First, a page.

Train the Trainer: Becoming a COI, Part 2

Ed Wenck
Jun 28, 2017

NOTE: In Part 1 of this article, we focused on "Ground Rules and Readiness." on the road to becoming a CEDIA® Outreach Instructor. You can read Part 1 here.

Different Audiences, Different Learning Types

As we begin to break down the different types of learning – and learners – Ward breaks the group into three subsets. Each group will talk about a potential audience; builders, architects, interior designers. What motivates each group? What’s their view of tech? And what do we think they’re primary learning “style” might likely be?

I’m sitting with the group that’s trying to determine what makes architects tick. The motivator for that bunch, we concur, is informed by a pride in the work. A good architect wants to be a great architect – prestige is key. Example: A feature story on their work in Architectural Digest is a likely goal. (Later, when we share our results with the rest of the groups, we’ll note that architects also pride themselves on their hand-renderings – even in the era of computer assistance.)

Their view of tech? We reckon it’s improving, especially now that the CEDIA channel has the ability to automate the lighting that heightens the visual impact of their buildings. And the style of learning most likely to be exhibited by those in this field? They’re visual learners – and Ward is reminding us that we need to know how we learn so that we can adjust our inclinations to match an audience.

After learning about the other types of learners – auditory, kinesthetic, the “readers and writers” – Ward introduces us to a pyramid of education, a graphic with levels of knowing called “Bloom’s Taxonomy of Learning.” The widest part of the illustration, the base of the pyramid, is Knowledge; next is Comprehension, then Application, and on through more levels until the narrow tip ends in Evaluation. For our purposes as instructors-to-be, Ward stresses that we pose questions that form the bottom of the pyramid: define this, put that in your own words, so on. Asking for the prediction of outcomes at this early stage – leaping up the chart to Evaluation – won’t work. You’ll lose your audience.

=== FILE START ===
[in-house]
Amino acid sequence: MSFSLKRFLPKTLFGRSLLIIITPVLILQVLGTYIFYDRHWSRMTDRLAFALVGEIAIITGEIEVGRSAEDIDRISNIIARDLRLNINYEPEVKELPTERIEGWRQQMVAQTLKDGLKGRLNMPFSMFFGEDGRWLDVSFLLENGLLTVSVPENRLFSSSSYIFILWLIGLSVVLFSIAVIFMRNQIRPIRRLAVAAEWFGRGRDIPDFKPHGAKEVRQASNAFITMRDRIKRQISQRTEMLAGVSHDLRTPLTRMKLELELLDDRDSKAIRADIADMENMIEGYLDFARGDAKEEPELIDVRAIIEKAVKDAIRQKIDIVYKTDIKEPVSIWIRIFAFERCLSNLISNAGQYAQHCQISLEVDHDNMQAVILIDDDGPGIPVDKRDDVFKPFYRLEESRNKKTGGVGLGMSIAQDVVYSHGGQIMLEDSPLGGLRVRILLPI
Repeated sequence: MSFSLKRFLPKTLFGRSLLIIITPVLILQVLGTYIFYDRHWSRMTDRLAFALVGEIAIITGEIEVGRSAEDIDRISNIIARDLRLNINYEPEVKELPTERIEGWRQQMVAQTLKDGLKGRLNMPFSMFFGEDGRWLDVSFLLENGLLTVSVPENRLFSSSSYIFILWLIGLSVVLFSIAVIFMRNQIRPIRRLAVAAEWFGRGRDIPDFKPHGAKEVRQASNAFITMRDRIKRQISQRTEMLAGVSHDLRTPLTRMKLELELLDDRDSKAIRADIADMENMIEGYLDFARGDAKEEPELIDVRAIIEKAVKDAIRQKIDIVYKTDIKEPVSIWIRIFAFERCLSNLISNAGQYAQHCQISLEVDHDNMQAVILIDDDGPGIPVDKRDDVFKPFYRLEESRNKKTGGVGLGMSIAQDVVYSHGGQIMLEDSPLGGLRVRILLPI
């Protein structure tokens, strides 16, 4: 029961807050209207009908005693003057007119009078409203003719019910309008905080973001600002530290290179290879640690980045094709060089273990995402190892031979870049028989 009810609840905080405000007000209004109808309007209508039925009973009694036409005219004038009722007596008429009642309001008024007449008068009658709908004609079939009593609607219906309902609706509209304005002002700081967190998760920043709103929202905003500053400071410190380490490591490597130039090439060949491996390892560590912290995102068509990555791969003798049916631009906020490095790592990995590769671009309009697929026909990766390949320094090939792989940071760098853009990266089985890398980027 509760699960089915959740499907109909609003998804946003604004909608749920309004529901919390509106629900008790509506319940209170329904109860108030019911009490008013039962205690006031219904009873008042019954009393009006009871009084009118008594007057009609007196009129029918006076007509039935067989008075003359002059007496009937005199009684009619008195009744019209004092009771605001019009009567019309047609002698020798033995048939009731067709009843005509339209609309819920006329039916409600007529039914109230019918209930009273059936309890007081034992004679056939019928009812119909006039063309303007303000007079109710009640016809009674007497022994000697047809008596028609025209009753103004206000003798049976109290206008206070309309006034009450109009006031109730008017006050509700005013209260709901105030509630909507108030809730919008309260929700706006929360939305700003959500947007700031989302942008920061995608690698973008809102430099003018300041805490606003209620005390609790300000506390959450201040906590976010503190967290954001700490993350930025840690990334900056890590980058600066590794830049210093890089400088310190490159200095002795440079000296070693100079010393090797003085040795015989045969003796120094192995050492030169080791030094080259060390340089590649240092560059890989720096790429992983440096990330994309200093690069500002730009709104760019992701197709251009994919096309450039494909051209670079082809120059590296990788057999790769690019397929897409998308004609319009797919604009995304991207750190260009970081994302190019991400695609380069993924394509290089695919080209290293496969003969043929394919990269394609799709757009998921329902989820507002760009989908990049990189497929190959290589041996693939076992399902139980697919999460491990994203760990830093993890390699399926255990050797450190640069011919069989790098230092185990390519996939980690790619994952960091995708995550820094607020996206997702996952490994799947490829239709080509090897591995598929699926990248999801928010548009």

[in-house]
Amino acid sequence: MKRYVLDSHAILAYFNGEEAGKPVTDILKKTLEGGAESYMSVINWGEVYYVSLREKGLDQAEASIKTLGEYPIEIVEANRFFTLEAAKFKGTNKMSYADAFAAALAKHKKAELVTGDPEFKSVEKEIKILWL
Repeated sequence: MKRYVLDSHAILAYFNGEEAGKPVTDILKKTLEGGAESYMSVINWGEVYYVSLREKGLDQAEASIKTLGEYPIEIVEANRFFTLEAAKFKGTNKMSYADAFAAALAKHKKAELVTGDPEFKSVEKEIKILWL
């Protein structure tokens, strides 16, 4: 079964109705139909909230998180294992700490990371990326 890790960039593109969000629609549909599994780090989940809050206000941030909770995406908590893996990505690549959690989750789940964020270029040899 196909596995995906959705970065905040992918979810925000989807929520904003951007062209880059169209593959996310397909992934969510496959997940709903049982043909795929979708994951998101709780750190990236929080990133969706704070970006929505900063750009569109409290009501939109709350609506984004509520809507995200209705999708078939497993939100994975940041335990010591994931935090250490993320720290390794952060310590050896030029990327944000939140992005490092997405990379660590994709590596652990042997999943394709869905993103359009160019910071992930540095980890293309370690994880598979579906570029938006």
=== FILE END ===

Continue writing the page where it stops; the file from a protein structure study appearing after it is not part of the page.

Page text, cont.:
Ward then moves from concept to practice; now we’re talking about the nuts and bolts of public speaking: eye contact, preparation, engagement. Asking questions. Adding inflection. Ward’s loading the toolkit for every member of the class.

Tomorrow, every member of the class will have an audition for the group, complete with feedback: a 10-minute trial run at a CEDIA presentation.

Find Part Three here.

COI Train the Trainer Course

The “Train the Trainer” Course will be offered In Denver on March 16, 2018.

Register here.



CEDIA blog posts are intended to provide general information and should not be regarded as legal opinions or advice.

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